I covered the entire arc of Pete Roses’s banning from baseball and that’s worth an entire blog post by itself. But I’ll tell you about the first opening day after Rose was bounced, replaced by Lou Pinella as Reds manager.
We get on the field before the game, which was artificial turf. Not good artificial turf. I’ve been on trampolines with less bounce. Anyway, our first target was team owner Marge Schott. She was not a nice person..banned from managing the team from 1996 to 98 for spewing garbage supporting policies by that great baseball figure Adolph Hitler. Her constant companion, aside from her bigotry, was her dog Schottzie, which she brought to the game. I both the dog and the cur in a front row box seat and I attempt to get some obnoxious comments. Schottzie decides he doesn’t like reporters, hops over the rails and takes a dump at my foot. Marge says she agrees with that comment then goes on to blab blab blab about what a good boy Pete Rose is.
My next quarry was manager Lou Pinella. It was a kick to try to talk to him since I’m a native New Yorker and a big Yankee fan and Looouuuuuuuu was a favorite when he wore pinstripes. Now he wore the scarlet letter R but I didn’t hold it against him. What I did hold against him was that he was a ton taller than I imagined and I was barely able to get the mic up to his mouth. I was glad he turned out to be a cool guy and didn’t let any animals take a crap on my crappy shoes.
And then there was reliever Rob Dibble. Can’t help it. Every time I heard his name I thought of Office Dibble on the old Top Cat cartoon show. When I ask about his feeling about Pete Rose he goes completely bonkers to the point of incoherance in his support of his former manager. Everyone picked up our soundbite which may have been ESPN’s Play of the Day that day.
In the end, between the dog shit and the bullshit our story came out just fine. However, thinking about that distant memory I’m not going to be able to resist, at least once today, hollering, “Hey Officer Dibble!”
There will be no conversation in my house tonight. There will be no conviviality. There will be only conflict…and deathly stares, possibly combined with smug looks of superiority. The husband and wife will set in separate chairs, watching the same hockey game, but seeing it quite differently. The husband calls it “the Rangers game.” The wife calls it “the Red Wings game.” The husband, I, am from New York. The New York Rangers of the 1960s and 70s spent the season in furnished apartments in the sprawling apartment complex in Queens where I lived. It exists today. It’s called Glen Oaks Village. The Rangers were part of my childhood. Boom Boom Geoffrion lived next door to my aunt and uncle and slammed the walls, screaming bad words in French when he returned to the apartment after a loss. Andy Bathgate swung his kids on the swings in the playground of our grade school, P.S. 186. We ran into the Rangers in the Silver Moon diner, and if we paid a buck, we could watch them practice at Skateland, a mile away. Rod Gilbert and Jean Ratelle and Reggie Fleming and Vic Hatfield waited for us afterwards and signed autographs. Ed Giacomin would put a cigar in the mouth hole of his goalie mask and dare his teammates to shoot it out. For $1.50 and our high school ID card we could get tickets to see the Rangers in the old Madison Square Garden. We lived for Marv Alpert to yell “Shot! Score!” The Rangers were life.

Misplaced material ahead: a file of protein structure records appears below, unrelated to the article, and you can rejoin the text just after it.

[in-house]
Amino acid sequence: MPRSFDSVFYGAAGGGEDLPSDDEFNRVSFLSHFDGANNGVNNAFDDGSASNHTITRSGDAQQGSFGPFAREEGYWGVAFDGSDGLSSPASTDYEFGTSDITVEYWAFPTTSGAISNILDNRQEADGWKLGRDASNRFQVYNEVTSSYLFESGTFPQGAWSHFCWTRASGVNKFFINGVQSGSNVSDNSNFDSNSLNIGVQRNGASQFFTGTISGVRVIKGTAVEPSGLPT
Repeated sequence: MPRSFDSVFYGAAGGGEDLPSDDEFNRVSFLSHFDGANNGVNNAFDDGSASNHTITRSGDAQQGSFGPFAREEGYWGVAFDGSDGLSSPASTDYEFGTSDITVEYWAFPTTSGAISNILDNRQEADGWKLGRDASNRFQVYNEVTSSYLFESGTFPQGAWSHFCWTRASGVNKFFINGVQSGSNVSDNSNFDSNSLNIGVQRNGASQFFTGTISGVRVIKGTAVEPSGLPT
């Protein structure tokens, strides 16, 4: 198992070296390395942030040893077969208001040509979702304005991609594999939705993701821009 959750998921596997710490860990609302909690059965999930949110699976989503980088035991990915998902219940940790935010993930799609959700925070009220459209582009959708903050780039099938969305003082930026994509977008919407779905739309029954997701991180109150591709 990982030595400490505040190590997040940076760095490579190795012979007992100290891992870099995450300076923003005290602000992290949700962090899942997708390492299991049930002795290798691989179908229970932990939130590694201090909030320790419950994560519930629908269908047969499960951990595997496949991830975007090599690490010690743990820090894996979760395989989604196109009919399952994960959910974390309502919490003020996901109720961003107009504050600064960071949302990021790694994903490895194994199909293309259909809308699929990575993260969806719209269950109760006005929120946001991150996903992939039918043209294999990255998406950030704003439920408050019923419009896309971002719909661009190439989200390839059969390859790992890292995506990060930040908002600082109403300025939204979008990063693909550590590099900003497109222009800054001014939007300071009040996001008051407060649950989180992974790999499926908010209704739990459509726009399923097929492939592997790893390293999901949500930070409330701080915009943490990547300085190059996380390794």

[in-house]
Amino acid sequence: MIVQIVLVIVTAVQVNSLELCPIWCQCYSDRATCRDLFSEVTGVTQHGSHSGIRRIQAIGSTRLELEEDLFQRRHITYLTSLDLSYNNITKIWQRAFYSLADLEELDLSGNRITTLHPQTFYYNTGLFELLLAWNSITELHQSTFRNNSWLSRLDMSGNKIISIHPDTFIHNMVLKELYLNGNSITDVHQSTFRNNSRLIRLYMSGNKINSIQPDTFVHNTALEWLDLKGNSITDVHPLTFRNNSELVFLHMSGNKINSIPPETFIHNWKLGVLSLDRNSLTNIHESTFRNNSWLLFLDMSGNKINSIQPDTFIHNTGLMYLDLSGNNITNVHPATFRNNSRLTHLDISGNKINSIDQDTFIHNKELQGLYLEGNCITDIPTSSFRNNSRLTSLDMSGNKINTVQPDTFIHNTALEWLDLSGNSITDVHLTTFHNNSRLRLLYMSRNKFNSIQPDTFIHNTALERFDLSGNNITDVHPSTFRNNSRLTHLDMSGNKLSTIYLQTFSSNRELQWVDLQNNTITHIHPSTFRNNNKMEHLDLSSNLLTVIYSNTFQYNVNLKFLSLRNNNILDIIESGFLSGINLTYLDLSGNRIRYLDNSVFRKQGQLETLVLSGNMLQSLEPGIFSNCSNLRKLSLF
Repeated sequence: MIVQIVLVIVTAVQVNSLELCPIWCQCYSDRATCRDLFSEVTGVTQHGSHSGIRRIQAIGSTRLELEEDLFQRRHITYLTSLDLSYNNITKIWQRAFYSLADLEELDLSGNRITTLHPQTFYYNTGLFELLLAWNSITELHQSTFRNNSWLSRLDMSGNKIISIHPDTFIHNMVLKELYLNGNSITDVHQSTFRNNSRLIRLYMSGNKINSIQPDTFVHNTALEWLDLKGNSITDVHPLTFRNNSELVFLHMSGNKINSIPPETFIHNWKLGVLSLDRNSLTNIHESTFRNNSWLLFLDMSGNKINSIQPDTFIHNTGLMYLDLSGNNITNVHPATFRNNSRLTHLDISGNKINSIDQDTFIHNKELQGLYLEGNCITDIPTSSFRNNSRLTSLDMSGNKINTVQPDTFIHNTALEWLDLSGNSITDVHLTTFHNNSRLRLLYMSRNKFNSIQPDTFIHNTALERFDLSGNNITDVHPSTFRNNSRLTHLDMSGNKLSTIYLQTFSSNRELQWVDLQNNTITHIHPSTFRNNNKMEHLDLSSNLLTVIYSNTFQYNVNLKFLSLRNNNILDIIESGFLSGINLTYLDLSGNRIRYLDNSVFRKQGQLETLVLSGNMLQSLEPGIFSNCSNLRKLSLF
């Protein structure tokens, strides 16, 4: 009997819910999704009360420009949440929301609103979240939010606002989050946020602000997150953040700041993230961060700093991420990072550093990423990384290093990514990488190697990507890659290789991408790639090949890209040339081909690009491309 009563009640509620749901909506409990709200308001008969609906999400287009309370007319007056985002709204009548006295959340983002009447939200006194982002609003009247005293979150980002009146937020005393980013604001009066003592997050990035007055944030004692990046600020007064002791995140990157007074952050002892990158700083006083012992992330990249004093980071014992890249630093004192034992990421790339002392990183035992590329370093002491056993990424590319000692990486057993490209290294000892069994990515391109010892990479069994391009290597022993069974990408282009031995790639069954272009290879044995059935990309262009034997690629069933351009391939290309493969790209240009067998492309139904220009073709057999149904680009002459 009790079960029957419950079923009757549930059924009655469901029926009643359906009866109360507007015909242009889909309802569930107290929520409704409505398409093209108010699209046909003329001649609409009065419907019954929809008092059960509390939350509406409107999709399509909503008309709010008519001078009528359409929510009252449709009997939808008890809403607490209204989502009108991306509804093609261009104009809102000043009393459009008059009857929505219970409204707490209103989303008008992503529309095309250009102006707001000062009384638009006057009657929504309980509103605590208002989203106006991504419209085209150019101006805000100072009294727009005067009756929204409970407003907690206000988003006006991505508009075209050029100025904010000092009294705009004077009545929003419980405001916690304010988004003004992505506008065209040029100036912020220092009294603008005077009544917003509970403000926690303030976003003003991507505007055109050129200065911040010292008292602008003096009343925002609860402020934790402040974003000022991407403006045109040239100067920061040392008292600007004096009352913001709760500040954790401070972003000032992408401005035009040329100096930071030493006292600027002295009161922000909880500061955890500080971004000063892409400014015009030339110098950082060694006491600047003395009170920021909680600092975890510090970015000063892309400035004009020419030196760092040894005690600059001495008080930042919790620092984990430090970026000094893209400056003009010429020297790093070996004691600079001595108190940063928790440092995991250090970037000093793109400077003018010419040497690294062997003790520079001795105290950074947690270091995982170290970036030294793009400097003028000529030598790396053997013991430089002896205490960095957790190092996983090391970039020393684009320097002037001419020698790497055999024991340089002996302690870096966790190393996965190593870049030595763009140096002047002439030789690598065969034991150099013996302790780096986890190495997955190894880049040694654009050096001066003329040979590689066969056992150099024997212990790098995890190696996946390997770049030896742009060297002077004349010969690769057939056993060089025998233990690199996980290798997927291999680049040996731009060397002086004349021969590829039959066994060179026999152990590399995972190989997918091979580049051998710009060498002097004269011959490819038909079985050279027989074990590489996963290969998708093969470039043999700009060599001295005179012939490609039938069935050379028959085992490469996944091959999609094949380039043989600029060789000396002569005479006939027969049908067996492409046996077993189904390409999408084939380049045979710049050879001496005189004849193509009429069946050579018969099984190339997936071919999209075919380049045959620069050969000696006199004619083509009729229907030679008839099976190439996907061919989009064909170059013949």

But life took me away from the Rangers when my wife and I moved across the country to Tucson, Arizona in 1978. The Coyotes were years from howling in Phoenix or Glendale, or wherever they are now. The only hockey was a pathetic minor league team called the Tucson Rustlers. We lost track of the NHL.
When I was hired by CNN in late 1981 I was excited to move to Atlanta, only to find out the Flames flamed out and moved to Calgary.
In 1989 I was transferred to Detroit to take over the bureau and we were reunited with the NHL. I could lustily root for the Rangers again when they invaded Joe Louis Arena. But over the past 26 years I’ve also become a loyal Red Wings fan and even attended a Red Wings fantasy camp playing alongside Chris Osgood and Hall of Famer Ted Lindsay.
How can you root for both the Red Wings and the Rangers? When does the team loyalty statute of limitations run out. How long do you have to be away from your hometown before you can’t root for your hometown team anymore?
I contend you never have to stop. Yes, I’m also a Yankees fan, but when the Tigers faced the Yanks in the playoffs a couple of years ago, I decided it was the Tigers turn to win my loyalty in hopes our town would see its first World Series victory since 1984. Another Yankee fan called me a traitor and said I could never go back. But it got me thinking about letting go. I’ve now lived in Detroit longer than I’ve lived anywhere. Must I give up my childhood loyalties in favor of teams representing the town where I’ve spent the most time? I don’t think so. I have specific reasons for rooting for my teams. I wish Detroit’s teams the best of luck. The teams that represent my adopted city. But I remain loyal to the teams that represent the first time I attended Yankee Stadium with my dad and brother, saw Roger Maris hit two of his 61 homers in ’61, attended my first NFL game with my brother and saw Joe Namath as the last man between the opponent and end zone take him down, even on gimpy knees. I remain loyal to the team that exposed me to Walt Frazier and Willis Reed even though they are, today, a pathetic shadow of past glory.
It’s OK. We will be sportsman and sports lady like watching the hockey game tonight. I will cheer if the Rangers score…but quietly smile when the Red Wings do too. My wife won’t say a word…unless of course, the Rangers get smoked. Then we’ll have a problem.